Personality Crisis

Escaping the shadow of his former band, Tucson's Rich Hopkins has found a niche leading his band of Luminarios

In a sense, Hopkins has come full circle with Devolver, and that's a source of great contentment for him:

"It's not like I'm learning to sing anymore. I've finally found my voice as a singer; we've toned things down a bit and don't play as loud. Not every song is a 'rock' song. [laughing] Maybe after six or seven records I've finally learned how to 'get it' a little better! The musicians I'm with are better, and I think the songs are better, too. Now, I think in terms of making a record as diverse as possible. But it's taken this long to get to that point, and in a lot of ways, yeah, this might be the record I'd been wanting to do all along."

The Luminarios just returned from a six-week tour of Europe. It was Hopkins' seventh venture overseas, and his inroads in that market have charted a steady progression. For the past few years, he has jointly released Luminarios albums with his own San Jacinto label and with Germany's venerable Blue Rose Records, and the partnership has yielded a rising profile.

Poker face: Desert-rock vet Rich Hopkins poses in a less-than-sunny clime.
Poker face: Desert-rock vet Rich Hopkins poses in a less-than-sunny clime.

Noted Austrian music observer/archivist Georg Hammerer followed the group's recent Euro jaunt: "I'd have to say it was their best tour ever. The Luminarios are great performers; you get the impression these guys love playing the show, that it's not a job for them. Rich speaks no German but he has a very good ability to communicate with the audi-ence.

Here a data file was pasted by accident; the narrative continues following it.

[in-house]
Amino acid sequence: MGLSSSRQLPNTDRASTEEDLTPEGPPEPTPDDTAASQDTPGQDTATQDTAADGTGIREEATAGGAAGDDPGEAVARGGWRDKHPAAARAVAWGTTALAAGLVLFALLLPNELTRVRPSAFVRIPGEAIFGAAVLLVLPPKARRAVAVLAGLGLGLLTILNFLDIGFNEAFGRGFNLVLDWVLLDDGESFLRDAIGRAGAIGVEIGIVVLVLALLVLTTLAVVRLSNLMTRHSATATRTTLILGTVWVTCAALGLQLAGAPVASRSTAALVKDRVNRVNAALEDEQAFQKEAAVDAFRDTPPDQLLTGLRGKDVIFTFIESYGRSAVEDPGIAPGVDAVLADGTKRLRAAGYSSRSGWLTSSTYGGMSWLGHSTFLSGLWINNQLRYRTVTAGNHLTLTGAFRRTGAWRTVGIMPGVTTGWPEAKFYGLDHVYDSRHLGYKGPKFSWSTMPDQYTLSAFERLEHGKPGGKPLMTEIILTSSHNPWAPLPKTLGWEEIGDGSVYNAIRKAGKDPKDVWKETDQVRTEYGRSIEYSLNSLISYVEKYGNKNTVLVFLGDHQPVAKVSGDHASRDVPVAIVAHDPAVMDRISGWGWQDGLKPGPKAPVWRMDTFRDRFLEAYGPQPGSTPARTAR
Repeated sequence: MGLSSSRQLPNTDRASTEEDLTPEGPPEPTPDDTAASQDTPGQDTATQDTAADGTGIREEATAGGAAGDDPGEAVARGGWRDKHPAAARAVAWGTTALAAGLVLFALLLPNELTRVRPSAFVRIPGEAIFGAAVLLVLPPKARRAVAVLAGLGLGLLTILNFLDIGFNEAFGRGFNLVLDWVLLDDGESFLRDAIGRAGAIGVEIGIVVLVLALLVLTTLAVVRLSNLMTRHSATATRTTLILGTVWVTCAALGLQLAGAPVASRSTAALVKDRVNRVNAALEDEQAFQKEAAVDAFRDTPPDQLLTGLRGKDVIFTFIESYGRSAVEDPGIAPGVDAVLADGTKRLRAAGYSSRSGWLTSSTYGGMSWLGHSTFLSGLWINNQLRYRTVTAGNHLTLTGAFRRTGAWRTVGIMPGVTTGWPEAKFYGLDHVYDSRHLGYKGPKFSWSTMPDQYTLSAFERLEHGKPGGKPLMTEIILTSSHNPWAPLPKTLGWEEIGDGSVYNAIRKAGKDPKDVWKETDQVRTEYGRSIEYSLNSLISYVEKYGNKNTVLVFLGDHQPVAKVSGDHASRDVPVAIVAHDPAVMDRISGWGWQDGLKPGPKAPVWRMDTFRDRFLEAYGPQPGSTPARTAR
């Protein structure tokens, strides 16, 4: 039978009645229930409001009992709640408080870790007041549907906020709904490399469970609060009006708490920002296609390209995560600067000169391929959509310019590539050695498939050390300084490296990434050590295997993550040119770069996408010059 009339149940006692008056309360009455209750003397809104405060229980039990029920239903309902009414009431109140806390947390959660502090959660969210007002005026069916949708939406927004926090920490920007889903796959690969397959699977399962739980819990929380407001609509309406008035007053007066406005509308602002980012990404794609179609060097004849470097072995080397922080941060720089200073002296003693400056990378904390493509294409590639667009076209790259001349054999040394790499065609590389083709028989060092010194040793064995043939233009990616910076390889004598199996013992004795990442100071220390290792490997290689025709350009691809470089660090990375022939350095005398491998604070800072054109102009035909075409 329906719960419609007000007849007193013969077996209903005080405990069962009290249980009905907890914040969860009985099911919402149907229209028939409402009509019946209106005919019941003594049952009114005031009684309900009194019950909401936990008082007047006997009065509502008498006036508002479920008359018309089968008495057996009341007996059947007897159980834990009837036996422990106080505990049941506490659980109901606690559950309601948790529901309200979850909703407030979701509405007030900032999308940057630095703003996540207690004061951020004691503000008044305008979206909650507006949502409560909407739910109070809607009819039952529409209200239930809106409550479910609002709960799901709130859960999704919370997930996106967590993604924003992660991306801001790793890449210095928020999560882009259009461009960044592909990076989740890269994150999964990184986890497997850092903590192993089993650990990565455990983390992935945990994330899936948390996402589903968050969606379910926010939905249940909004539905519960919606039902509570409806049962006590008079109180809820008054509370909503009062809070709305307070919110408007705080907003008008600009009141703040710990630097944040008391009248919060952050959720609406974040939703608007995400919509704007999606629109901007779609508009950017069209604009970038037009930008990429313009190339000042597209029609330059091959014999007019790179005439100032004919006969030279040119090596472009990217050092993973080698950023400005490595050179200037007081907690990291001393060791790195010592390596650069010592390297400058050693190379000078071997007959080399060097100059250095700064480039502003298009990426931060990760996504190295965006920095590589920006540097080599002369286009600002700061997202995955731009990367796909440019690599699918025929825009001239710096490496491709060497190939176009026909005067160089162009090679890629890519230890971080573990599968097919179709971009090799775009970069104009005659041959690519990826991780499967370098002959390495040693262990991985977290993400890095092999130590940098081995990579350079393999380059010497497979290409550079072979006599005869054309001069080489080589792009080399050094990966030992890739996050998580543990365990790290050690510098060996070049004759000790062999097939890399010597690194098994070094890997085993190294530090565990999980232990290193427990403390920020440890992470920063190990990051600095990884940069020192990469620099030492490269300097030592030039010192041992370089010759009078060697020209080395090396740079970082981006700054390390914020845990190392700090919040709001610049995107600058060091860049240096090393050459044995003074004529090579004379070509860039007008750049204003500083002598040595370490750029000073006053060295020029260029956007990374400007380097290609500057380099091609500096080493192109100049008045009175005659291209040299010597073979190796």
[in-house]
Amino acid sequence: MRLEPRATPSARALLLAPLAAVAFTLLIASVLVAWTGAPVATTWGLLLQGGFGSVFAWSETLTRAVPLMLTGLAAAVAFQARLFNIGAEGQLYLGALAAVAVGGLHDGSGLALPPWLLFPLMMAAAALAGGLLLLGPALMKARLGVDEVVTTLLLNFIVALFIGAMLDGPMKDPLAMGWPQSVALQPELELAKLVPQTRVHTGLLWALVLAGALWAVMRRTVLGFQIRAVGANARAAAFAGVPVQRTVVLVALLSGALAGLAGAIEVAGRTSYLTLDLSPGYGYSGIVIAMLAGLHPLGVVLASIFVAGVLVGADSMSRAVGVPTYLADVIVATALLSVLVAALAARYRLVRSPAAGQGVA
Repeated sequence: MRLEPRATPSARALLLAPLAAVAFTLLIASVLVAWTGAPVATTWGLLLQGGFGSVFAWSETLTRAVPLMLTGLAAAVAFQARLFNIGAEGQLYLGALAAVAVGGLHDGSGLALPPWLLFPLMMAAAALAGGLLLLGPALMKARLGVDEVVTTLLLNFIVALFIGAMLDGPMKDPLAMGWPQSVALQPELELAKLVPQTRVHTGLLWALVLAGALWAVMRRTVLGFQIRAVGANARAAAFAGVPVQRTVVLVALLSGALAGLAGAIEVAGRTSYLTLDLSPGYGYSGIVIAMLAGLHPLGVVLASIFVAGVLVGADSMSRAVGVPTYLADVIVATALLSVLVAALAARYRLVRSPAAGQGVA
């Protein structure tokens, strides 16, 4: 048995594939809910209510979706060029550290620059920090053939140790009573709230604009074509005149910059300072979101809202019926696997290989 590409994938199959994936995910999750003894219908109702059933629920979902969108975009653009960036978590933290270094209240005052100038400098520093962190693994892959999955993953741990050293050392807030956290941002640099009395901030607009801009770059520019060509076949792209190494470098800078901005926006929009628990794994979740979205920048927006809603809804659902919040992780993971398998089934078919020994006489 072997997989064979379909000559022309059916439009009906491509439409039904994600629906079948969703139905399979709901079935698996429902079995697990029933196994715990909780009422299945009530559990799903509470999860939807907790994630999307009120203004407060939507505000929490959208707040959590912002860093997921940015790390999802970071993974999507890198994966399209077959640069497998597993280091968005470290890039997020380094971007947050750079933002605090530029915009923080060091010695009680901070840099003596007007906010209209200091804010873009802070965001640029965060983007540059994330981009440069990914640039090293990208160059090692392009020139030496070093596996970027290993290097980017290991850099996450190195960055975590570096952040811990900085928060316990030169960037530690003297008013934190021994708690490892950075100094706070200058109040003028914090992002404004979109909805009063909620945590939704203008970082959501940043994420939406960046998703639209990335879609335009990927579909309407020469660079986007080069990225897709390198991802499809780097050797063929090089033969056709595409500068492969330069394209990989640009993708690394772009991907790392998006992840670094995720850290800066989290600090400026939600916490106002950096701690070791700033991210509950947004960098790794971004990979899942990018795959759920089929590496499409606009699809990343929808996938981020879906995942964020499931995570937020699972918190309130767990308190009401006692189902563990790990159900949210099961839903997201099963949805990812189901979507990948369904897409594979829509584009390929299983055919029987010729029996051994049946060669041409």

"The main reason for the growing audience is the constant touring; the radio stations over here only play Top 40, so that's the most important way to get known. The band is hot among music insiders here, and the albums are reviewed in the two most important music magazines in Germany, Musik Express and Rolling Stone."

Hopkins agrees that the tour and the growing attention overseas have afforded him the kinds of opportunities that eluded the Sidewinders/Sand Rubies in the States. "People over there really like roots-rock, the guitar bands and the singer-songwriters. It also seems like somebody at those two magazines really likes us, because they always review the records when they come out and it's always favorable. We finally cracked the Rolling Stone Readers' Poll, too, one of those Top 10 lists that appears in the back of each issue."

Despite the European stronghold -- the Luminarios return this summer to play some of the annual outdoor festivals -- Hopkins doesn't intend to ignore the American market. A fall or winter tour of the East Coast is in the planning stages, and word has it that a few U.S. labels have requested copies of Devolver. That's fine with him, but unlike younger musicians these days who misguidedly equate a label deal with artistic validation, Hopkins, who's been through the major label gristmill twice already, understands that patience is indeed a virtue.

"I'm pretty content to let Blue Rose handle the situation for the most part, and I can get enough copies to sell them over here [via Hopkins' Web site, www.]. For any band, there's a time and place, and things happen for a reason. One thing that happened on this trip was that a promoter from England came over to see us, and it looks like we'll be setting up a tour of England soon. So that's sort of the way it grows, and all you can do as a band is to be there to back it up.

"When Mike and Stefan and I are talking, we just kind of laugh and call ourselves 'the people's band.' We get along really well with the people we've met, and people really, really like us. We're not some inaccessible group that nobody can come up and talk to. That's a pretty good feeling, after all."

Rich Hopkins and the Luminarios are scheduled to perform on Friday, March 31, at the Arizona Roadhouse in Tempe. Showtime is 9 p.m.

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